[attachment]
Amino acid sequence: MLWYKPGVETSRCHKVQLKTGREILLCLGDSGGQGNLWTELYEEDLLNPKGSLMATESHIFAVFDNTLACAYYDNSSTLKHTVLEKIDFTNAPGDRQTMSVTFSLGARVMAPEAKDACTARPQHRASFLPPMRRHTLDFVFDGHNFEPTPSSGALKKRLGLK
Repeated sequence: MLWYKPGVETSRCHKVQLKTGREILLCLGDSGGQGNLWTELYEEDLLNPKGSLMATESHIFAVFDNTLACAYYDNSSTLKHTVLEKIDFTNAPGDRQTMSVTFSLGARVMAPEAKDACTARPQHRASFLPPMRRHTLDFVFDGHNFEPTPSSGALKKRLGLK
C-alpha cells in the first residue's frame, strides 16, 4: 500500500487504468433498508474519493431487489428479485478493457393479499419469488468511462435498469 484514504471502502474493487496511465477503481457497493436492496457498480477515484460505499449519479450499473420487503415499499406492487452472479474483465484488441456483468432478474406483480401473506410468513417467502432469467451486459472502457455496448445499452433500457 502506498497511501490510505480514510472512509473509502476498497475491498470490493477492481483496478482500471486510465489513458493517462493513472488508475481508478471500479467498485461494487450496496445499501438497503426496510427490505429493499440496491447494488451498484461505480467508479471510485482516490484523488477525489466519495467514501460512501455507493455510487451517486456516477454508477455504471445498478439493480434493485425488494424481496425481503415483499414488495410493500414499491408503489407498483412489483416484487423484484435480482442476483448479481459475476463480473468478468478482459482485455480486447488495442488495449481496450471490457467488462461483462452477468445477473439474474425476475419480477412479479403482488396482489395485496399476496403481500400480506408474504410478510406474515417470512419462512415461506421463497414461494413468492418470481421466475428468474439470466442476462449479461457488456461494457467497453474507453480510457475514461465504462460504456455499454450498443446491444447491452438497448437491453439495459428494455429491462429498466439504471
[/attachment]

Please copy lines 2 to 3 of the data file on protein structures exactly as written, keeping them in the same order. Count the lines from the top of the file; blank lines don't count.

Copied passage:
Repeated sequence: MLWYKPGVETSRCHKVQLKTGREILLCLGDSGGQGNLWTELYEEDLLNPKGSLMATESHIFAVFDNTLACAYYDNSSTLKHTVLEKIDFTNAPGDRQTMSVTFSLGARVMAPEAKDACTARPQHRASFLPPMRRHTLDFVFDGHNFEPTPSSGALKKRLGLK
C-alpha cells in the first residue's frame, strides 16, 4: 500500500487504468433498508474519493431487489428479485478493457393479499419469488468511462435498469 484514504471502502474493487496511465477503481457497493436492496457498480477515484460505499449519479450499473420487503415499499406492487452472479474483465484488441456483468432478474406483480401473506410468513417467502432469467451486459472502457455496448445499452433500457 502506498497511501490510505480514510472512509473509502476498497475491498470490493477492481483496478482500471486510465489513458493517462493513472488508475481508478471500479467498485461494487450496496445499501438497503426496510427490505429493499440496491447494488451498484461505480467508479471510485482516490484523488477525489466519495467514501460512501455507493455510487451517486456516477454508477455504471445498478439493480434493485425488494424481496425481503415483499414488495410493500414499491408503489407498483412489483416484487423484484435480482442476483448479481459475476463480473468478468478482459482485455480486447488495442488495449481496450471490457467488462461483462452477468445477473439474474425476475419480477412479479403482488396482489395485496399476496403481500400480506408474504410478510406474515417470512419462512415461506421463497414461494413468492418470481421466475428468474439470466442476462449479461457488456461494457467497453474507453480510457475514461465504462460504456455499454450498443446491444447491452438497448437491453439495459428494455429491462429498466439504471